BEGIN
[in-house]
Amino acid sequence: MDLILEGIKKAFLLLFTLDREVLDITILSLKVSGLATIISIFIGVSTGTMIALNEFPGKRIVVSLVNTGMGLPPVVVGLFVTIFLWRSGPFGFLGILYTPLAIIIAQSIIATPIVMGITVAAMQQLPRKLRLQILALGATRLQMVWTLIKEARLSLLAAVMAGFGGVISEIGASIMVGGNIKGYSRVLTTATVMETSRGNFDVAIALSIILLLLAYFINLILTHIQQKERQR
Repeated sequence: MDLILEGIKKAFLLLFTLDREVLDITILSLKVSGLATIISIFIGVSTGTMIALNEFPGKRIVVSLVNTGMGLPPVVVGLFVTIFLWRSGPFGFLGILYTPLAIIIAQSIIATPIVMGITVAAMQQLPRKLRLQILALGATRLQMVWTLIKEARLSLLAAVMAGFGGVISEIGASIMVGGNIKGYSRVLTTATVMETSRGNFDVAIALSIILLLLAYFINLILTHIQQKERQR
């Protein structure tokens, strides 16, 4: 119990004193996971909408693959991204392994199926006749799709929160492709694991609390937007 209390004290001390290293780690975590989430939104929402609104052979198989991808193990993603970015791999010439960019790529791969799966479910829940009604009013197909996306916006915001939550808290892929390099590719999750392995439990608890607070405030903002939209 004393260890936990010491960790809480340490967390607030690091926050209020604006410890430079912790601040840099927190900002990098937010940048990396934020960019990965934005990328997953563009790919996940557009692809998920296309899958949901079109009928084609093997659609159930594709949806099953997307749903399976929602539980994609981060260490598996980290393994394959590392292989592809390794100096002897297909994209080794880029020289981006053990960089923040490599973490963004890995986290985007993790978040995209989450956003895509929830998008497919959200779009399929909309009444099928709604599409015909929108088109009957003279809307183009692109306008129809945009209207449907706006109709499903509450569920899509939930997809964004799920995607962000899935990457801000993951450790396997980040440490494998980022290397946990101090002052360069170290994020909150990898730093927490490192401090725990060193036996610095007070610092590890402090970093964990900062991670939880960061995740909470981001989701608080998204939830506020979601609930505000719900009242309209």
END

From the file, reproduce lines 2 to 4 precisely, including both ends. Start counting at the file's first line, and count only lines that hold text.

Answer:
Amino acid sequence: MDLILEGIKKAFLLLFTLDREVLDITILSLKVSGLATIISIFIGVSTGTMIALNEFPGKRIVVSLVNTGMGLPPVVVGLFVTIFLWRSGPFGFLGILYTPLAIIIAQSIIATPIVMGITVAAMQQLPRKLRLQILALGATRLQMVWTLIKEARLSLLAAVMAGFGGVISEIGASIMVGGNIKGYSRVLTTATVMETSRGNFDVAIALSIILLLLAYFINLILTHIQQKERQR
Repeated sequence: MDLILEGIKKAFLLLFTLDREVLDITILSLKVSGLATIISIFIGVSTGTMIALNEFPGKRIVVSLVNTGMGLPPVVVGLFVTIFLWRSGPFGFLGILYTPLAIIIAQSIIATPIVMGITVAAMQQLPRKLRLQILALGATRLQMVWTLIKEARLSLLAAVMAGFGGVISEIGASIMVGGNIKGYSRVLTTATVMETSRGNFDVAIALSIILLLLAYFINLILTHIQQKERQR
């Protein structure tokens, strides 16, 4: 119990004193996971909408693959991204392994199926006749799709929160492709694991609390937007 209390004290001390290293780690975590989430939104929402609104052979198989991808193990993603970015791999010439960019790529791969799966479910829940009604009013197909996306916006915001939550808290892929390099590719999750392995439990608890607070405030903002939209 004393260890936990010491960790809480340490967390607030690091926050209020604006410890430079912790601040840099927190900002990098937010940048990396934020960019990965934005990328997953563009790919996940557009692809998920296309899958949901079109009928084609093997659609159930594709949806099953997307749903399976929602539980994609981060260490598996980290393994394959590392292989592809390794100096002897297909994209080794880029020289981006053990960089923040490599973490963004890995986290985007993790978040995209989450956003895509929830998008497919959200779009399929909309009444099928709604599409015909929108088109009957003279809307183009692109306008129809945009209207449907706006109709499903509450569920899509939930997809964004799920995607962000899935990457801000993951450790396997980040440490494998980022290397946990101090002052360069170290994020909150990898730093927490490192401090725990060193036996610095007070610092590890402090970093964990900062991670939880960061995740909470981001989701608080998204939830506020979601609930505000719900009242309209």